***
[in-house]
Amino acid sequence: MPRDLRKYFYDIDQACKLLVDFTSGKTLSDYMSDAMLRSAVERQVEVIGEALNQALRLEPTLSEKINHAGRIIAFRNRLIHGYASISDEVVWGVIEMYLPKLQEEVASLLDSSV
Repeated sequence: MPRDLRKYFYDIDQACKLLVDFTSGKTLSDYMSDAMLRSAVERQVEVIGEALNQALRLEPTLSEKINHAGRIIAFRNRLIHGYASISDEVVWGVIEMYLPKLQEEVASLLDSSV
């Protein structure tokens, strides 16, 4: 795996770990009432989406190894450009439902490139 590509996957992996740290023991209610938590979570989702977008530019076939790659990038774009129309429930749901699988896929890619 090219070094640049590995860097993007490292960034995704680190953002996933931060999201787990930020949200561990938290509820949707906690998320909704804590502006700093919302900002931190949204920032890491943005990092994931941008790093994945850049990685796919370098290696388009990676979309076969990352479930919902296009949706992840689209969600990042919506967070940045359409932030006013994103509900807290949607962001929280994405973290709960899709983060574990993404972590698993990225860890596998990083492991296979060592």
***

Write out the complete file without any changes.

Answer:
[in-house]
Amino acid sequence: MPRDLRKYFYDIDQACKLLVDFTSGKTLSDYMSDAMLRSAVERQVEVIGEALNQALRLEPTLSEKINHAGRIIAFRNRLIHGYASISDEVVWGVIEMYLPKLQEEVASLLDSSV
Repeated sequence: MPRDLRKYFYDIDQACKLLVDFTSGKTLSDYMSDAMLRSAVERQVEVIGEALNQALRLEPTLSEKINHAGRIIAFRNRLIHGYASISDEVVWGVIEMYLPKLQEEVASLLDSSV
């Protein structure tokens, strides 16, 4: 795996770990009432989406190894450009439902490139 590509996957992996740290023991209610938590979570989702977008530019076939790659990038774009129309429930749901699988896929890619 090219070094640049590995860097993007490292960034995704680190953002996933931060999201787990930020949200561990938290509820949707906690998320909704804590502006700093919302900002931190949204920032890491943005990092994931941008790093994945850049990685796919370098290696388009990676979309076969990352479930919902296009949706992840689209969600990042919506967070940045359409932030006013994103509900807290949607962001929280994405973290709960899709983060574990993404972590698993990225860890596998990083492991296979060592």